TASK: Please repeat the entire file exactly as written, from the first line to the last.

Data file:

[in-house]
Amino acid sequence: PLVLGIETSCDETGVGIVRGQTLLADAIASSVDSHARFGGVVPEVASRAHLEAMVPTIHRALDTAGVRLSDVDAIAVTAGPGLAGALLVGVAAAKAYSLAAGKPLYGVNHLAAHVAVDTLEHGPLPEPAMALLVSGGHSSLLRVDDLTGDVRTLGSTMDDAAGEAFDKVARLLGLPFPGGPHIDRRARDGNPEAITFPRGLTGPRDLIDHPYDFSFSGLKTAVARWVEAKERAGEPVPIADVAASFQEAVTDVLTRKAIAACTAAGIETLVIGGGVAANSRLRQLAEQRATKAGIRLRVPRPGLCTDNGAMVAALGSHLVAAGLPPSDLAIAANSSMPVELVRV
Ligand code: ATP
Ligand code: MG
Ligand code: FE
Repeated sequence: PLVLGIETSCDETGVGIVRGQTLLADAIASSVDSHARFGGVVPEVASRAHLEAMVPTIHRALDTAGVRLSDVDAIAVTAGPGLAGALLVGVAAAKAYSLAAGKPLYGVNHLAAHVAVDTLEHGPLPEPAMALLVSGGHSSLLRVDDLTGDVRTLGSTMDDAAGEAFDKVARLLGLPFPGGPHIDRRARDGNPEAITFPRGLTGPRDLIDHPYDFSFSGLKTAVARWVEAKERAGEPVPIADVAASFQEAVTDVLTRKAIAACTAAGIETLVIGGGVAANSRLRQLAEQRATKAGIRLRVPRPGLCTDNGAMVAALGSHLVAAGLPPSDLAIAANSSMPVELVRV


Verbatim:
[in-house]
Amino acid sequence: PLVLGIETSCDETGVGIVRGQTLLADAIASSVDSHARFGGVVPEVASRAHLEAMVPTIHRALDTAGVRLSDVDAIAVTAGPGLAGALLVGVAAAKAYSLAAGKPLYGVNHLAAHVAVDTLEHGPLPEPAMALLVSGGHSSLLRVDDLTGDVRTLGSTMDDAAGEAFDKVARLLGLPFPGGPHIDRRARDGNPEAITFPRGLTGPRDLIDHPYDFSFSGLKTAVARWVEAKERAGEPVPIADVAASFQEAVTDVLTRKAIAACTAAGIETLVIGGGVAANSRLRQLAEQRATKAGIRLRVPRPGLCTDNGAMVAALGSHLVAAGLPPSDLAIAANSSMPVELVRV
Ligand code: ATP
Ligand code: MG
Ligand code: FE
Repeated sequence: PLVLGIETSCDETGVGIVRGQTLLADAIASSVDSHARFGGVVPEVASRAHLEAMVPTIHRALDTAGVRLSDVDAIAVTAGPGLAGALLVGVAAAKAYSLAAGKPLYGVNHLAAHVAVDTLEHGPLPEPAMALLVSGGHSSLLRVDDLTGDVRTLGSTMDDAAGEAFDKVARLLGLPFPGGPHIDRRARDGNPEAITFPRGLTGPRDLIDHPYDFSFSGLKTAVARWVEAKERAGEPVPIADVAASFQEAVTDVLTRKAIAACTAAGIETLVIGGGVAANSRLRQLAEQRATKAGIRLRVPRPGLCTDNGAMVAALGSHLVAAGLPPSDLAIAANSSMPVELVRV